Quick takeaways from Chidambaram's Interim Budget

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Quick takeaways from Chidambaram's Interim Budget
It was largely expected to be a non event for the stock markets and barring a few giveaways for the auto, capital goods and consumer durables sector, there were no surprises in the "Vote on Account" or the Interim Budget. The fiscal deficit projection has come in as a pleasant surprise, though the stock markets have remained largely steady, indicating that it may not have been an enterprising "Vote on Account" after all. Take a look at the quick highlights.

Fiscal deficit projected at 4.6% for FY 2014

The fiscal deficit in the interim budget has been projected at 4.6 per cent of GDP. It maybe recalled that in last year's budget, the Finance Minister had said that the fiscal deficit was targeted at 4.8 per cent. The FM also made it clear that the deficit would not be breached. True to his word, the deficit has not been breached by estimating the same at 4.6 per cent. Some say it is clever maths by pushing certain subsidies to the next year.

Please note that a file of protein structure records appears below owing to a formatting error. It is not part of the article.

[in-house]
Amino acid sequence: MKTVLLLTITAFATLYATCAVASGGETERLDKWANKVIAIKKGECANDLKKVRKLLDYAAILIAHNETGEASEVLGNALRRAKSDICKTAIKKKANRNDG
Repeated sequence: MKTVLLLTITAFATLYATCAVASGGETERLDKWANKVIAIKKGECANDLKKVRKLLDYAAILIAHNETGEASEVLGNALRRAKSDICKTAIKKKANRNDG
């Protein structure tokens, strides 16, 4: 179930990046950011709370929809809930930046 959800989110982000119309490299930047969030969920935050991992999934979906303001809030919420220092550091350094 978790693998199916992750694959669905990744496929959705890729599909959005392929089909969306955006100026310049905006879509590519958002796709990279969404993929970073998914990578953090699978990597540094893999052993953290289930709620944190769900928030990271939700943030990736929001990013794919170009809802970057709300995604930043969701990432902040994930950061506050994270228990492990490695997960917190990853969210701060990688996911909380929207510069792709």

Relief for the capital good sector

There was good news for the capital goods sector as there was some relief by way of excise duty cuts to 12 per cent from 10 per cent.

Excise benefits for the auto sector

There were an excise duty cut on large and mid sized cars to 20 per cent. This has come as a huge relief for the sector, which has been witnessing a slowdown for the last few quarters. Stocks like Maruti and Mahindra and Mahindra rallied following the news.

Excise duty on mobile handsets at 6 per cent

Excise duty on mobile handset will now be 6 per cent on CENVAT credit to encourage domestic production and perhaps compete with imports of handsets from China.

Excise duty on SUVs cut to 24% from 30%

Excise duty on SUVs has been cut. Companies like Mahindra and Mahindra are likely to benefit.

Capital goods and consumer durables

Excise duty cut by 2% for capital goods & consumer durables, sector which will make refrigerators, and washing machines cheaper.

Fiscal deficit for 2015 estimated at 4.1 per cent

In what surprised analysts the fiscal deficit for 2015 has been cut to 4.1 per cent of GDP. This many analysts feel is overly optimistic and the new government, which will take charge at the centre probably in May-June 2014, may not be able to achieve the same.


Story first published: Monday, February 17, 2014, 12:31 [IST]
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